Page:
Occupational injuries among Boston bicycle messengers
Article first published online: 18 NOV 2002
Copyright © 2002 Wiley-Liss, Inc.
American Journal of Industrial Medicine
Volume 42, Issue 6, pages 519–525, December 2002
How to Cite
Dennerlein, J. T. and Meeker, J. D. (2002), Occupational injuries among Boston bicycle messengers. Am. J. Ind. Med., 42: 519–525. doi: 10.1002/ajim.10144
- Issue published online: 18 NOV 2002
- Article first published online: 18 NOV 2002
- Manuscript Accepted: 7 AUG 2002
- Harvard Injury Control Research Center Pilot Study Grant
- occupational injuries;
- traumatic injuries
Urban bicycle couriers may have a high incidence of injuries. Most messengers work as contractors and hence their injuries are not well documented.
To quantify injury rates and severity among urban bicycle couriers a convenience sample of 113 couriers in the city of Boston completed a two-page self-administered survey.
Most working couriers have suffered at least one injury resulting either in days lost from work (70%) and in visits to a health-care professional or hospital (55%). The annual incidence rate for injuries resulting in days away from work was 47/100-bike couriers. Bone fractures accounted for the most days lost from work, followed by dislocations, sprains, and strains. Collisions and avoiding collisions with motor vehicles, including being “doored,” and collisions with pedestrians accounted for the majority (66%) of events leading to injury. Twenty-four percent of messengers reported wearing a helmet on a regular basis, and 32% have health insurance.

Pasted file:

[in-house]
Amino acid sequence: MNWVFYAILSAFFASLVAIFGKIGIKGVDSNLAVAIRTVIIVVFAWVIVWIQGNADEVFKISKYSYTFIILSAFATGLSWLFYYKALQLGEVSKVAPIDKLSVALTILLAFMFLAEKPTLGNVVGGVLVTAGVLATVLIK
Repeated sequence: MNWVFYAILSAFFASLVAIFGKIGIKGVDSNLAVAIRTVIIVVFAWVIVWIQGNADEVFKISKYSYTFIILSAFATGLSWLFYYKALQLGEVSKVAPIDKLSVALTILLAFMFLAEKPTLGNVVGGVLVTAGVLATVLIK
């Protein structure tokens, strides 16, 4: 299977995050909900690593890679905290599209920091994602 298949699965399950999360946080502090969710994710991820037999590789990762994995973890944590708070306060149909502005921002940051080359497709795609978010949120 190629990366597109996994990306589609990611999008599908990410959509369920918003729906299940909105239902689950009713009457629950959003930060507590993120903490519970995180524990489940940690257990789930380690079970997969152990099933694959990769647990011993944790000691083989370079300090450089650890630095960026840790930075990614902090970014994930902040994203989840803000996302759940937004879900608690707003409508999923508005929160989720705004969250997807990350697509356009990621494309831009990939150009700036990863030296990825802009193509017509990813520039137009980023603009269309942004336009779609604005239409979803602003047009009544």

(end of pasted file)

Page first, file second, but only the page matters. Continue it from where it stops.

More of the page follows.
Urban bicycle messengers are a poorly documented, largely unstudied workforce who suffer a very high rate of occupational injury. Am. J. Ind. Med. 42:519–525, 2002. © 2002 Wiley-Liss, Inc.